Papal Probability

This article contained some numbers which led me off on a tangent.

Pope Francis is the 266th pope. There have been 37 false popes.

Therefore, 37/(266+37) = 12.2% of papal claimants are antipopes.

The average Pope serves for 7.3 years (John Paul II, it turns out, had the second longest reign in history).

Now, the average US life expectancy is 79.8.

Therefore, on average, an American will see ceiling(79.8/7.3) = ceiling(10.93) = 11 popes in their lifetime.

So, given an antipope rate of 12.2% and 11 popes in a lifetime, what are the odds that you will see an antipope in your life?

My probability is very rusty, and I wasn’t exactly great at it back in school, either, but I’m pretty sure this boils down to a classic Probability Mass Function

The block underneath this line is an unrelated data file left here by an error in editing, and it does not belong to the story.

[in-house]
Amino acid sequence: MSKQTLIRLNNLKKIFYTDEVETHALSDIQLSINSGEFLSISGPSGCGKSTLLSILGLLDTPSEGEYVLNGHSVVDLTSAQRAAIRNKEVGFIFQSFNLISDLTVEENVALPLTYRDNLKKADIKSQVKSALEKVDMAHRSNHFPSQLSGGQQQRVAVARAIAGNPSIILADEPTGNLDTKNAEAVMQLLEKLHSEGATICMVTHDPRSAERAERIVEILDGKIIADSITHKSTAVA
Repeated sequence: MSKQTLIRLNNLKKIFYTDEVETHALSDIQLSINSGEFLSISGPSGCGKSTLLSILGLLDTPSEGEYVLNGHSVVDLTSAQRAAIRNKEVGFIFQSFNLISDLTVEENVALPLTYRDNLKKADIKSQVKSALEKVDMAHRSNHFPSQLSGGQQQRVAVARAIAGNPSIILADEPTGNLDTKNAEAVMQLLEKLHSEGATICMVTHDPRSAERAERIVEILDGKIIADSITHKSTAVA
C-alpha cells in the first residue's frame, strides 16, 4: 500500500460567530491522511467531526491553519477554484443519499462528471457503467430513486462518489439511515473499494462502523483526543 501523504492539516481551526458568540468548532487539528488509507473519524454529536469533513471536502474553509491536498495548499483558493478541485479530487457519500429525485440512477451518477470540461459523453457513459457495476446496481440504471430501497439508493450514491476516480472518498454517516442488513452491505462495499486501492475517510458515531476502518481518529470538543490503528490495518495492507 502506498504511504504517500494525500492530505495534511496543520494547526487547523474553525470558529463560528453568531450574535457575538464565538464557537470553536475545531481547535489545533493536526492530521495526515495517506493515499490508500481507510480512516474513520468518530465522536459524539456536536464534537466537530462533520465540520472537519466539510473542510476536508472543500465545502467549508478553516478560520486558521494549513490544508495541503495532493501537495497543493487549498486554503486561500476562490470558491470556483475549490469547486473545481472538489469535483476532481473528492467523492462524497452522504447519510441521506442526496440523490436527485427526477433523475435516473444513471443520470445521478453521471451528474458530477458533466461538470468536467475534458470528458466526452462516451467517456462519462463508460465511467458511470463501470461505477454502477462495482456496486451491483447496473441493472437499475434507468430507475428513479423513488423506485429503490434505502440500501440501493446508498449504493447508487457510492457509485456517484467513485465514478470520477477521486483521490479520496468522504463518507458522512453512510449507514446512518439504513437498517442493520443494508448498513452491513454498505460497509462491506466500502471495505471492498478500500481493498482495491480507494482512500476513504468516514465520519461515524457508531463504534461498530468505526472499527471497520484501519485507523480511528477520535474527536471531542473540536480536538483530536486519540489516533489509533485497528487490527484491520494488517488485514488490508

f(k;n,p) = Pick(n k)(p^k)(1-p)^(n-k)

So, the probability of exactly one antipope in a lifetime:

f(1;11,.122) = Pick(11 1)(.122)^1(1-.122)^(11-1)
= 0.36534

In other words, the odds of you living through exactly 1 antipope are a little over 1 in 3.

But wait, there’s more!

What are the odds of at least 1 antipope in your lifetime? At this point, the maths get pretty long and repetitive, so let’s cheat using the internet:

Probability of success on a single trial: 0.122
Number of trials: 11
Number of successes (x): 1

The answer?

The power of Apostolic Succession and the great Tradition of the Catholic Church assures you of a lifetime of legitimate spiritual leadership 1 time out of every 4.

In other words 76.1% percent of us will live under an antipope (and very likely more).

So there you have it: mathematical proof that Martin Luther was probably correct. Happy Reformation Day!